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house Bill H.R. 2200

Sharing Terror Threat Info Between DHS, the Intelligence Community, and Local Agencies

Argument in favor

DHS, the intelligence community, and local authorities need to be in regular communication about the threat of chemical, biological, radiological, and nuclear terror attacks. This bill provides greater oversight into that process.

Delaware57's Opinion
···
05/26/2016
Protecting the us citizens is number 1 priority!
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05/26/2016
Knowing is half the battle. The other half is men with painted faces kicking down doors in the middle of the night and removing High Value Targets off the battlefield.
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Debaucheross's Opinion
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05/27/2016
This bill merely makes clear what the OIA and all other defense related agencies cooperatively should have been doing along. I see no problem with having goals made clear, but ideally I would do away with the DHS altogether because of ridiculous bills like this that have to tell it what to do.
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Argument opposed

Federal and local law enforcement agencies learned their lesson about the consequences of failing to share information after September 11th — they can be trusted to do so in the future without Congress looking over their shoulder.

Richard's Opinion
···
05/26/2016
This was supposed to be the whole purpose of the DHS. What is a new law going to do if this Agency can't accomplish it's founding mission? If this needs to be done is this going to be like the VA - endless incompetency, fiscal waste and mismanagement?
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Scott's Opinion
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05/27/2016
My inclination is the various intelligence, law enforcement and DHS agencies do not need a bunch of Congressmen and Senators who don't really know much about the internal workings of each organization, micro managing them. At the most, I believe an annual report basically outlining wether or not each is playing well with the other and possibly asking for necessary assistance is all that is needed. Sometimes, less is more.
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David's Opinion
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05/26/2016
Does Congress need to tell the President's agencies how to manage? This Congress can't do its job, but it has the managerial insight needed to coordinate the fight against terrorism? Who are they trying to kid?
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bill Progress


  • Not enacted
    The President has not signed this bill
  • The senate has not voted
      senate Committees
      Committee on Homeland Security and Governmental Affairs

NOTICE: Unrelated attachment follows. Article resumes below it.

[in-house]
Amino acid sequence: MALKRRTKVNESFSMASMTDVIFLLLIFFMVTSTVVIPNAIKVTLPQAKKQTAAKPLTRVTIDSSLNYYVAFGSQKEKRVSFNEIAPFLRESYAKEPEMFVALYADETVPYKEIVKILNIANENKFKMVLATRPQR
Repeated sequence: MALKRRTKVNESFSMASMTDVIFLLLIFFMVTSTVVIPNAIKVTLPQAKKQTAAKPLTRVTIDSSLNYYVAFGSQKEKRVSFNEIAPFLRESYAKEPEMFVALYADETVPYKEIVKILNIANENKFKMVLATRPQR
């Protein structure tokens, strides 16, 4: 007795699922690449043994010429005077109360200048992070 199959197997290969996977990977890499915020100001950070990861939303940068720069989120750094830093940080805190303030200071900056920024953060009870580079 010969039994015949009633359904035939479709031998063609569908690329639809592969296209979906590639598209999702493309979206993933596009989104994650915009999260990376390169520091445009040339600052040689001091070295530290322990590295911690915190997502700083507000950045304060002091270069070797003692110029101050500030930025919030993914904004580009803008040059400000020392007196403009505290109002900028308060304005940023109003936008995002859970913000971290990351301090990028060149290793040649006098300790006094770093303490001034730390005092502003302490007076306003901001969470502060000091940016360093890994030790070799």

• The house Passed June 25th, 2015
    Roll Call Vote 420 Yea / 2 Nay
      house Committees
      Emergency Preparedness, Response, and Recovery
      Intelligence and Counterterrorism
      Committee on Homeland Security
    IntroducedMay 1st, 2015

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What is House Bill H.R. 2200?

This bill would direct the Dept. of Homeland Security’s (DHS) Office of Intelligence and Analysis (OIA) to take actions aimed at improving information sharing between homeland security intelligence agencies to prevent chemical, biological, radiological, or nuclear (CBRN) attacks.

Specifically, it would call on them to:
  • Support homeland security-focused intelligence analysis of terrorists. That includes terrorist claims, and plans  for chemical, biological, radiological, and nuclear (CBRN) attacks against the U.S.

  • Support homeland security-focused risk analysis and risk assessments of hazards by offering relevant quantitative and non-quantitative threat information.

  • Use homeland security intelligence capabilities and structures to enhance prevention, protection, response, and recovery efforts following an attack using CBRN materials.

  • Share information and provide focused analytical support on these threats to state, local, and tribal authorities, plus other national biosecurity and non-defense stakeholders.

The OIA would coordinate with other DHS divisions, the intelligence community, and federal, state, local, and tribal authorities so those entities to give recommendations on information sharing mechanisms with DHS.

DHS would be required to ensure that homeland security information it analyzes concerning terrorist threats is provided to state, local, and private entities and the public.

Impact

Residents of the U.S., targets for terrorist attacks, terrorist groups, local authorities, DHS, the Intelligence Community, Congress.

Cost of House Bill H.R. 2200

$0.00
The CBO estimates that implementing this legislation would not significantly affect spending by DHS.

More Information

Of Note: The threat of terrorist attacks involving the use of biological or chemical weapons has been a concern for U.S. national security strategists for years.

America suffered its largest biological terror attack in 1984, when a series of deliberate salmonella poisonings infected more than 750 people in Oregon. In the aftermath of September 11th there were several anthrax attacks that killed five people. More recently, it was discovered that ISIS has been attempting to weaponize the bubonic plague for use in terror attacks.

A New York Times article revealed that between 2004 and 2011, U.S. and coalition forces in Iraq located stockpiles of chemical weapons, some of which were located in areas ISIS now controls. ISIS is alleged to have used chemical weapons against the Kurds in Iraq and Syria.